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MYTH: Easter is derived from false pagan goddess

What Is A Christian Nation

Biblical References in Give Me Liberty Speech by Patrick Henry

HISTORICAL RECORD: Winter Months Grazing for Sheep in Bethlehem area

Fox News December 24, 2013: Too cold for shepherds in December

The Real Lincoln - Despot

Is the Constitution Really Inimical To States Rights? - Part Fourteen

MYTH: Too cold for shepherds to Tend Flocks in December - Part 2

Gun Control Coming to the Senate Floor on Monday

74th Anniversary of 'Gone with the Wind' premiere

The First Thanksgiving Day - flyer

The Death of Jefferson Davis - December 6 1889

Marietta Daily Journal - on The First Thanksgiving

Demonstration against Lindsey Graham & Southern demographic displacement

MYTH: Too Cold For Shepherds in December

December 4 was First Thanksgiving, in Virginia, not Plymouth

Next League Demonstrations Against Southern Demographic Displacement

Federal Government Propaganda Machine

What is wrong with Thumping the Bible?

Drones for our protection. For those who will believe anything!

Congratulations to the Forsyth County (NC) Commissioners

(From Southern Party of North Carolina)

Just like Congress and countless other government and civic functions, Forsyth County Commission meetings open with a prayer. This has been a tradition in our country since its founding and was firmly endorsed by Our Founding Fathers.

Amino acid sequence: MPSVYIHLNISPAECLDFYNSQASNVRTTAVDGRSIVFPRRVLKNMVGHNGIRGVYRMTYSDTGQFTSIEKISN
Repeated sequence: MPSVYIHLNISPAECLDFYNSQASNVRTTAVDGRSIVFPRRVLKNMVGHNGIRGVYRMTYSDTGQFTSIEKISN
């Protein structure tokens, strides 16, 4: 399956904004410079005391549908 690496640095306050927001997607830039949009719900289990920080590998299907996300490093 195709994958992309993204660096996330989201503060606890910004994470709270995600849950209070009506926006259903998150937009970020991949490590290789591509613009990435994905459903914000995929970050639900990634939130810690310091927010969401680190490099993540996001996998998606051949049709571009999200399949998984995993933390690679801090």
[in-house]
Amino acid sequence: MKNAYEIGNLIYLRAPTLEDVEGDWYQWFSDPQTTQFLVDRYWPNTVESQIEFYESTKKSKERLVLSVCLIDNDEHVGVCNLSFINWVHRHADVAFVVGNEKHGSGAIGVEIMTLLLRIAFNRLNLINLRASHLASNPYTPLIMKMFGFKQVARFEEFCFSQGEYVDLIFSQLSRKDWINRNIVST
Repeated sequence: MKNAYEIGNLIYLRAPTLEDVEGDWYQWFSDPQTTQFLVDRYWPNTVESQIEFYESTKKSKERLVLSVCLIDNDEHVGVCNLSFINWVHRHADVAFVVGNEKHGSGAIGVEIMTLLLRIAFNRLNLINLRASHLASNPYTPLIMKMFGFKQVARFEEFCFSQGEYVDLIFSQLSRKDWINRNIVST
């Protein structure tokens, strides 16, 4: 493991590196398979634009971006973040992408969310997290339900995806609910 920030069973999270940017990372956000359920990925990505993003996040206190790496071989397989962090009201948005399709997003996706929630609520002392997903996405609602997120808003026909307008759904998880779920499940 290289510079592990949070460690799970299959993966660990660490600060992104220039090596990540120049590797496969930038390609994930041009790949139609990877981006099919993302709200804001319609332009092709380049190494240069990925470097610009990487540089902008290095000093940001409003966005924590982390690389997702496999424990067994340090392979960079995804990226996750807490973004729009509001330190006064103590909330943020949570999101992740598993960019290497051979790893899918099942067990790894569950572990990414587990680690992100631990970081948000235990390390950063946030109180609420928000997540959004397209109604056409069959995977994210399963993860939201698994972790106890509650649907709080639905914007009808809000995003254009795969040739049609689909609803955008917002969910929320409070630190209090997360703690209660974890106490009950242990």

But in today's society we have the perverted influence of groups like the ACLU and Morris Dee's - SPLC that are relentless in their pursuit of forcing their views upon an unwilling public. They do this by using not only law suits but threats of law suits.

Congratulations to the Forsyth County Commissioners for not caving in to the demands of the ACLU of ending prayer at Commission meetings.

However, if the ACLU  threatens to sue we wonder if they will continue to represent the citizens or cave in to the ACLU?

If the commissioners will run like an illegal crossing the southern border, they should be replaced with men and women of more resolve. We will just have to wait and see....any bets?

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Saturday, January 6, 2007
Forsyth commissioners to stick with prayer policy
ACLU had objected to 'sectarian' nature of ministers' invocations


By Jim Sparks
The Forsyth County Board of Commissioners isn't going to change anything about how it conducts prayers at the start of its meetings.

In October, the American Civil Liberties Union of North Carolina sent a letter to Winston-Salem City Council and the Forsyth commissioners asking for changes in the way prayers are offered at the beginning of public meetings

ACLU officials said that city and county officials were running afoul of the U.S. Constitution because the ministers they ask to lead invocations frequently refer to specific deities in their prayer. The ACLU cited several court rulings around the county that indicate sectarian prayer is not legal during public meetings because of its exclusionary nature.
Sectarian prayer is prayer that recognizes a particular religious sect, faith or a specific deity, such as Jesus Christ, Yahweh and Allah.